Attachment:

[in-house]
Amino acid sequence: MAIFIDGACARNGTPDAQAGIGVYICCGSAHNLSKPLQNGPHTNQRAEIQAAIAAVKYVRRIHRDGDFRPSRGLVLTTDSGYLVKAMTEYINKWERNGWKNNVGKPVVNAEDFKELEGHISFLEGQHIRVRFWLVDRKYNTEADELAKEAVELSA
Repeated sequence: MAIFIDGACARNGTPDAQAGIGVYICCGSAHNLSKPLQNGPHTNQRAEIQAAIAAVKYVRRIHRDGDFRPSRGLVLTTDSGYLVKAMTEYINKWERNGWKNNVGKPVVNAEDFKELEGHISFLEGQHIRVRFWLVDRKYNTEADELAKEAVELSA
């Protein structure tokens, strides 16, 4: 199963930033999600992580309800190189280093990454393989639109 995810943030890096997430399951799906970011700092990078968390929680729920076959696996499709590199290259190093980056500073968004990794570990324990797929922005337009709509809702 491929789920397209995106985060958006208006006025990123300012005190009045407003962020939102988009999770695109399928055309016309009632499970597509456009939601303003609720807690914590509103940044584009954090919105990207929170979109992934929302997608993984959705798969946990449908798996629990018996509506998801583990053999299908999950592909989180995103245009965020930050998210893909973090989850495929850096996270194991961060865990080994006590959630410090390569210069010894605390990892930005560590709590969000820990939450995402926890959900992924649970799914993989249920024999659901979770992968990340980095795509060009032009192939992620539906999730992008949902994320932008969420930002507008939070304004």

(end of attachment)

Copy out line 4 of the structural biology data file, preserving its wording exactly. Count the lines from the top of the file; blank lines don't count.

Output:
């Protein structure tokens, strides 16, 4: 199963930033999600992580309800190189280093990454393989639109 995810943030890096997430399951799906970011700092990078968390929680729920076959696996499709590199290259190093980056500073968004990794570990324990797929922005337009709509809702 491929789920397209995106985060958006208006006025990123300012005190009045407003962020939102988009999770695109399928055309016309009632499970597509456009939601303003609720807690914590509103940044584009954090919105990207929170979109992934929302997608993984959705798969946990449908798996629990018996509506998801583990053999299908999950592909989180995103245009965020930050998210893909973090989850495929850096996270194991961060865990080994006590959630410090390569210069010894605390990892930005560590709590969000820990939450995402926890959900992924649970799914993989249920024999659901979770992968990340980095795509060009032009192939992620539906999730992008949902994320932008969420930002507008939070304004």